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J Am Coll Nutr. 2002 Jun;21(3):250-8.

Pre-menopausal women, classified as hypo- or hyperresponders, do not alter their LDL/HDL ratio following a high dietary cholesterol challenge.

Author information

1
Department of Nutritional Sciences, University of Connecticut, Storrs 06269, USA. kristin.herron@uconn.edu

Abstract

BACKGROUND:

Cholesterol is the dietary component that has elicited the most public interest in conjunction with coronary heart disease. However, the impact of excess dietary cholesterol intake on plasma cholesterol levels cannot be accurately predicted; therefore, its role in disease progression is not straightforward. Individual response variation can be due to factors such as ethnicity, hormonal status, obesity and genetic predisposition.

OBJECTIVE:

The purpose of this study was to evaluate the differences that occur within the plasma compartment of normolipidemic pre-menopausal women, classified based on their response to a high dietary cholesterol challenge.

DESIGN:

We recruited 51 pre-menopausal women (29 Caucasian and 22 of Hispanic origin) aged 18 to 49 years with initial plasma cholesterol concentrations ranging from 3.62 to 5.17 mmol/L. Using a cross-over research design, women were randomly allocated to an egg (640 mg additional dietary cholesterol per day) or placebo group (0 mg additional dietary cholesterol per day) initially, and the two 30 day periods were separated by a three-week washout.

RESULTS:

An initial evaluation of the ethnicity effects revealed elevations in both plasma LDL-C (p < 0.0001) and HDL-C (p < 0.001) concentrations in both Hispanics and Caucasians during the high dietary cholesterol period. However, these increases were not accompanied by a change in the LDL/HDL ratio. Subjects were then classified as hypo- (< 0.05 mmol/L increase in total plasma cholesterol per each additional 100 mg of dietary cholesterol consumed per day) or hyper-responders (> or =0.06 mmol/L increase in total blood cholesterol per each additional 100 mg of dietary cholesterol consumed per day), based on their reaction to the additional dietary cholesterol provided. Hypo-responders did not experience an increase in LDL-C or HDL-C during the egg period, while both lipoproteins were elevated in hyper-responders. However, the LDL/HDL ratio, an important parameter of coronary heart disease risk, was maintained for all subjects during the egg period independent of response. Furthermore, hyper-responders had higher concentrations of apo C-III (p < 0.001), apo B (p < 0.001) and cholesterol ester transfer protein (CETP) (p < 0.05) during this period.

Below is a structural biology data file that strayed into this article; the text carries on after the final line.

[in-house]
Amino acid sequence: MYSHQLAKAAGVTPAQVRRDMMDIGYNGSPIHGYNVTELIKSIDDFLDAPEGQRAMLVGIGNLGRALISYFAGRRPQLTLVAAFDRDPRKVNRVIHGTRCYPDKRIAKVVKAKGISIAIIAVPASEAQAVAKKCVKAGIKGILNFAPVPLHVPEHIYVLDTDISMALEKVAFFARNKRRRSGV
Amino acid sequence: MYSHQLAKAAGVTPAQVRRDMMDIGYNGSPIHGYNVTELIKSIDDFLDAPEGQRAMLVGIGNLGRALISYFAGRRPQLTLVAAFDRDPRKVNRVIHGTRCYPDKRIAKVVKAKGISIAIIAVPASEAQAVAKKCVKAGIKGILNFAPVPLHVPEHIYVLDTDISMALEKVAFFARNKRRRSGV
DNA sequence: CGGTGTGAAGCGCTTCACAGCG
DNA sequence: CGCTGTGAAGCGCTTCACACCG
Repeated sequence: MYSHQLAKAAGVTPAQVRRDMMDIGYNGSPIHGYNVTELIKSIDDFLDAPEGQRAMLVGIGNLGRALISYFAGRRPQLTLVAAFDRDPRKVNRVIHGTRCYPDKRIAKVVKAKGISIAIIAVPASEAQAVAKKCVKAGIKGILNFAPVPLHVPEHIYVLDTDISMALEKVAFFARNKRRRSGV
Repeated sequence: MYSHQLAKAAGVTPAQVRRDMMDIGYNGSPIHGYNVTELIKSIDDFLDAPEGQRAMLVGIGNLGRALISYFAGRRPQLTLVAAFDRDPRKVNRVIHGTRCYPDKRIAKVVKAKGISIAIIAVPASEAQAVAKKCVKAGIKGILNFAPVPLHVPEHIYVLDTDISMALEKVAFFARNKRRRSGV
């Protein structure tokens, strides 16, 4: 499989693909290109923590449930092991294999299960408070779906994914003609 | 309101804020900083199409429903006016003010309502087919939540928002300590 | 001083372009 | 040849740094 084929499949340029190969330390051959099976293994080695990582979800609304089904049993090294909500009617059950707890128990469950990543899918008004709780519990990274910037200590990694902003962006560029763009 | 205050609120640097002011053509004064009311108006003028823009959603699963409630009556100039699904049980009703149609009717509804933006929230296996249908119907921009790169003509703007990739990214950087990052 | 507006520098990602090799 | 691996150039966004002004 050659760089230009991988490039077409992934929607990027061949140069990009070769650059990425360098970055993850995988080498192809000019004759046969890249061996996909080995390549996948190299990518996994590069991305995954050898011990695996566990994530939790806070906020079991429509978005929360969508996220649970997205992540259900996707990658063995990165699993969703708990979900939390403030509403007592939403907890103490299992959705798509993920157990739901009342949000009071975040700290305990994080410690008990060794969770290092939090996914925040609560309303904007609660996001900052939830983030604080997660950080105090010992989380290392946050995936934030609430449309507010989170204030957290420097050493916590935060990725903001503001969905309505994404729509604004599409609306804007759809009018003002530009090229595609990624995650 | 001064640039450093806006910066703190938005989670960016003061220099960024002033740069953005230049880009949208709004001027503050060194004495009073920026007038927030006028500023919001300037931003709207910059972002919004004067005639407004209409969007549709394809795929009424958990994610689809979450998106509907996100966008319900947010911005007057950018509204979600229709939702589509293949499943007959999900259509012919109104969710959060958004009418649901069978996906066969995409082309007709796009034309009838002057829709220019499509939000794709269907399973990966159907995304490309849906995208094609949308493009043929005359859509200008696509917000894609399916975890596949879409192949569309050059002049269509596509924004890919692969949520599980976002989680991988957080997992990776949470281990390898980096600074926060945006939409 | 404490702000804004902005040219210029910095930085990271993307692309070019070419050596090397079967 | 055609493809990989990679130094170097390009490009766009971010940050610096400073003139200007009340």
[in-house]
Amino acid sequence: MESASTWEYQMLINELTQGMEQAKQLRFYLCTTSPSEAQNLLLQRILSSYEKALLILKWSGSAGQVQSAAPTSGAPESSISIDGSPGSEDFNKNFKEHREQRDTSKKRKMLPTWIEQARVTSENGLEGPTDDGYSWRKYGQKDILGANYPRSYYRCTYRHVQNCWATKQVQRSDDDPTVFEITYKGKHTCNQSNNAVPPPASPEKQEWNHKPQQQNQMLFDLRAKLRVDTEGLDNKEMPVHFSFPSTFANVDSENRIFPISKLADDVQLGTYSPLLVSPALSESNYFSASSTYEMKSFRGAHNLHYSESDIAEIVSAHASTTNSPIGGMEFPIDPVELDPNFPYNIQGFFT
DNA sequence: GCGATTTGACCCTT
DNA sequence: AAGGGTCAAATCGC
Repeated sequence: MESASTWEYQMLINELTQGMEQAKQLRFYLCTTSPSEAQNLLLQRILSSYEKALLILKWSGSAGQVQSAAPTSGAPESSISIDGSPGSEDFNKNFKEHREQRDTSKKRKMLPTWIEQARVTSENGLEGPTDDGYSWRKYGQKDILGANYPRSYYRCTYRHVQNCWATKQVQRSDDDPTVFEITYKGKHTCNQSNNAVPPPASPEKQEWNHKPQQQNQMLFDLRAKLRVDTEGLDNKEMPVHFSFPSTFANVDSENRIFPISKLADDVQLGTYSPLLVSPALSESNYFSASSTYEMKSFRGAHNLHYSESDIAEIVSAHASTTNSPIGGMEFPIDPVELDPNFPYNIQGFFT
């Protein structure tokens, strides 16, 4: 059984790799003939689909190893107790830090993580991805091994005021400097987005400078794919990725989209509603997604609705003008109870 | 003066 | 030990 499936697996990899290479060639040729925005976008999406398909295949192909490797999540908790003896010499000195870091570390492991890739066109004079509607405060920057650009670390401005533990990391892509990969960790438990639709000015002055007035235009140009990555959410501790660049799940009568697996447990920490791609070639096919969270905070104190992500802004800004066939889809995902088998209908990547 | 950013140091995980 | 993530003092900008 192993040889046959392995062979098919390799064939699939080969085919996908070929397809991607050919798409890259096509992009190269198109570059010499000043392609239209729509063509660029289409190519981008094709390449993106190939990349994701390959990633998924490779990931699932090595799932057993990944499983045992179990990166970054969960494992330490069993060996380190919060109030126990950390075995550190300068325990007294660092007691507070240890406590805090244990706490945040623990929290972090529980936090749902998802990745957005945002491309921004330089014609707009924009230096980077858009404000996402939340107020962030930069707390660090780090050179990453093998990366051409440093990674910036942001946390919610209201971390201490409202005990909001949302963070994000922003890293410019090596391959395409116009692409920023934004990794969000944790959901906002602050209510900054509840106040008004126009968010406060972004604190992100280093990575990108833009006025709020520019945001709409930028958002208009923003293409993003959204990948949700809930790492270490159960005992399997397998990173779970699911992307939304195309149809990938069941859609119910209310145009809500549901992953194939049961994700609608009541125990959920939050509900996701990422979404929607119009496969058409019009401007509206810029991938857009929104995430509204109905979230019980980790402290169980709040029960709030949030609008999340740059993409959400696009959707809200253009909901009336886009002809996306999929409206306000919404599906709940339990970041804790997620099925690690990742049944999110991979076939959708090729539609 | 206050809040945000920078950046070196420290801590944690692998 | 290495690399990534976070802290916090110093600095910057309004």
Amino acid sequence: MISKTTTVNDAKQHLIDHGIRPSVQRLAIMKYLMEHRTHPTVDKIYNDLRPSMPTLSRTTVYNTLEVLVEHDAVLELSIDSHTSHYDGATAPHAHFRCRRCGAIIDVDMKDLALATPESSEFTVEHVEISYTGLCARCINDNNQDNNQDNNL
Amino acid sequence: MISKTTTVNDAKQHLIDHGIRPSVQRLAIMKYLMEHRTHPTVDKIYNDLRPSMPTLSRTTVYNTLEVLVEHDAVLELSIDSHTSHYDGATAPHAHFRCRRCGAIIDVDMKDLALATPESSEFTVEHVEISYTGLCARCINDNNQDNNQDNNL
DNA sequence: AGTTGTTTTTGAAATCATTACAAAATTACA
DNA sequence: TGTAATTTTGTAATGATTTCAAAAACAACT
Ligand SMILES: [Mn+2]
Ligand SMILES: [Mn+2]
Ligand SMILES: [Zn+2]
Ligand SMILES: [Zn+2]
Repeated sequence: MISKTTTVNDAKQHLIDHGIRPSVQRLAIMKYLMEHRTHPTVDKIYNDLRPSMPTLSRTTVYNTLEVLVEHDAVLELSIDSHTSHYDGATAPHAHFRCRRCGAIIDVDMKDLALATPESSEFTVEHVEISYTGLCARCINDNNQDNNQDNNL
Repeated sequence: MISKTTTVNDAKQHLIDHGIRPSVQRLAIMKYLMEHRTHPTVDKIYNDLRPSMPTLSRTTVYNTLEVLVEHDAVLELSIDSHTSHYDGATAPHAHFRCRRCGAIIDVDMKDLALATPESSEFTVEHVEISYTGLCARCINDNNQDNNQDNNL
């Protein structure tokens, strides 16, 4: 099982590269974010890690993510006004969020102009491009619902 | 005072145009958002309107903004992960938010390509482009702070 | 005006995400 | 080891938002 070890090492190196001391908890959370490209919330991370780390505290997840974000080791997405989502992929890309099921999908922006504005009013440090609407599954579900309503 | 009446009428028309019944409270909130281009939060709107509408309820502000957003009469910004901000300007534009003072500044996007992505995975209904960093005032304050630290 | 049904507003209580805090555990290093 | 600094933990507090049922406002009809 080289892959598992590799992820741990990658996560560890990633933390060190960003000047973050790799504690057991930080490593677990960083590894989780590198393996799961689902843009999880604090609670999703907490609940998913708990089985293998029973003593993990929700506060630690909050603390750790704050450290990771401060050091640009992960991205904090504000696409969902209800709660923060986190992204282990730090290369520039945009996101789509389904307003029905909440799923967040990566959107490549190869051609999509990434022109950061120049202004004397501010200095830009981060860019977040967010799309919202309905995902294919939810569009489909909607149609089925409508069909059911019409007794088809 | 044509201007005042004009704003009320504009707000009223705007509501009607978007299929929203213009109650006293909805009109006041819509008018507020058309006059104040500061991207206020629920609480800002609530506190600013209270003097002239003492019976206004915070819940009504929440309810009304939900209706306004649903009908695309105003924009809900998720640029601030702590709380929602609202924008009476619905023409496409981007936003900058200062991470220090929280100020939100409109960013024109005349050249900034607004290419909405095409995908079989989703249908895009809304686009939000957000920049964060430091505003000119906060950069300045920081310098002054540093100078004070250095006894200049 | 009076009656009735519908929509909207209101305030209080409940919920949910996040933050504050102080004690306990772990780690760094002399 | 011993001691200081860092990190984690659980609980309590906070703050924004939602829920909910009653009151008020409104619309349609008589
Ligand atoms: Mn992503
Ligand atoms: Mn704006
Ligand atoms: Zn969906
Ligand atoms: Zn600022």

CONCLUSION:

These data revealed that excess dietary cholesterol does not increase the risk of developing an atherogenic lipoprotein profile in pre-menopausal women, regardless of their response classification. Although the addition of 640 mg of cholesterol to the diet did result in an increase in plasma cholesterol in hyperresponders, the LDL/HDL ratio was maintained. This result, accompanied by increases in CETP activity, leads to the speculation that hyper-responders may process the excess cholesterol in the plasma compartment through an enhancement of the reverse cholesterol transport pathway. With this mechanism identified, further measurement of additional parameters is needed to verify this conclusion.

PMID:
12074253
[Indexed for MEDLINE]

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